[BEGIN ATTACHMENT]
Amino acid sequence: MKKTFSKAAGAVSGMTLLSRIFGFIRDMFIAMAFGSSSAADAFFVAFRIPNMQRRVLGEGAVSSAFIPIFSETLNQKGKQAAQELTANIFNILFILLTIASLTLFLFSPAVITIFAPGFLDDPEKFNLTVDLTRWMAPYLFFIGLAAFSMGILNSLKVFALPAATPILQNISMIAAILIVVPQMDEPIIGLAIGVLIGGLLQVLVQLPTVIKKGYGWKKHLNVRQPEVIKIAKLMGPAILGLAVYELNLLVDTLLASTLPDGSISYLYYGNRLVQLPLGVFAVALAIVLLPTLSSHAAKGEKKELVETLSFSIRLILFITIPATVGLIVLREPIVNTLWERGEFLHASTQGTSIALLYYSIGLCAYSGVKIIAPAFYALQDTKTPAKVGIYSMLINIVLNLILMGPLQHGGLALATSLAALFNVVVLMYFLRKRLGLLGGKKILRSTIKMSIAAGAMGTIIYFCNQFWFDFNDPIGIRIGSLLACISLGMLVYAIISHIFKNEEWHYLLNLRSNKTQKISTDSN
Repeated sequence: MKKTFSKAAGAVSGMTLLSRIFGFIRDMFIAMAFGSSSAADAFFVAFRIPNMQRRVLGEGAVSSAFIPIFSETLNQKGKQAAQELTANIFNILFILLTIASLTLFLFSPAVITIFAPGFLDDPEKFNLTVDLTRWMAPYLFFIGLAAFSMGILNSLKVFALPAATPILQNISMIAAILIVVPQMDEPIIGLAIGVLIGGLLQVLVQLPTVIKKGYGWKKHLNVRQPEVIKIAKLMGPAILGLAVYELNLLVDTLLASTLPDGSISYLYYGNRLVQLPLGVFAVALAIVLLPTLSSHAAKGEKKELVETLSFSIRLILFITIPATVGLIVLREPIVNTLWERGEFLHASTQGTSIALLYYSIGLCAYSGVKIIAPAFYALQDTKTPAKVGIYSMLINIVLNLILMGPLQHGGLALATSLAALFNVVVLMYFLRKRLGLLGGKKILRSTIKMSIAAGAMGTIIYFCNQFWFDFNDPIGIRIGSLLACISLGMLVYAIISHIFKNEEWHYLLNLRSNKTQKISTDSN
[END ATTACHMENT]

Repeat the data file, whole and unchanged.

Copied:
Amino acid sequence: MKKTFSKAAGAVSGMTLLSRIFGFIRDMFIAMAFGSSSAADAFFVAFRIPNMQRRVLGEGAVSSAFIPIFSETLNQKGKQAAQELTANIFNILFILLTIASLTLFLFSPAVITIFAPGFLDDPEKFNLTVDLTRWMAPYLFFIGLAAFSMGILNSLKVFALPAATPILQNISMIAAILIVVPQMDEPIIGLAIGVLIGGLLQVLVQLPTVIKKGYGWKKHLNVRQPEVIKIAKLMGPAILGLAVYELNLLVDTLLASTLPDGSISYLYYGNRLVQLPLGVFAVALAIVLLPTLSSHAAKGEKKELVETLSFSIRLILFITIPATVGLIVLREPIVNTLWERGEFLHASTQGTSIALLYYSIGLCAYSGVKIIAPAFYALQDTKTPAKVGIYSMLINIVLNLILMGPLQHGGLALATSLAALFNVVVLMYFLRKRLGLLGGKKILRSTIKMSIAAGAMGTIIYFCNQFWFDFNDPIGIRIGSLLACISLGMLVYAIISHIFKNEEWHYLLNLRSNKTQKISTDSN
Repeated sequence: MKKTFSKAAGAVSGMTLLSRIFGFIRDMFIAMAFGSSSAADAFFVAFRIPNMQRRVLGEGAVSSAFIPIFSETLNQKGKQAAQELTANIFNILFILLTIASLTLFLFSPAVITIFAPGFLDDPEKFNLTVDLTRWMAPYLFFIGLAAFSMGILNSLKVFALPAATPILQNISMIAAILIVVPQMDEPIIGLAIGVLIGGLLQVLVQLPTVIKKGYGWKKHLNVRQPEVIKIAKLMGPAILGLAVYELNLLVDTLLASTLPDGSISYLYYGNRLVQLPLGVFAVALAIVLLPTLSSHAAKGEKKELVETLSFSIRLILFITIPATVGLIVLREPIVNTLWERGEFLHASTQGTSIALLYYSIGLCAYSGVKIIAPAFYALQDTKTPAKVGIYSMLINIVLNLILMGPLQHGGLALATSLAALFNVVVLMYFLRKRLGLLGGKKILRSTIKMSIAAGAMGTIIYFCNQFWFDFNDPIGIRIGSLLACISLGMLVYAIISHIFKNEEWHYLLNLRSNKTQKISTDSN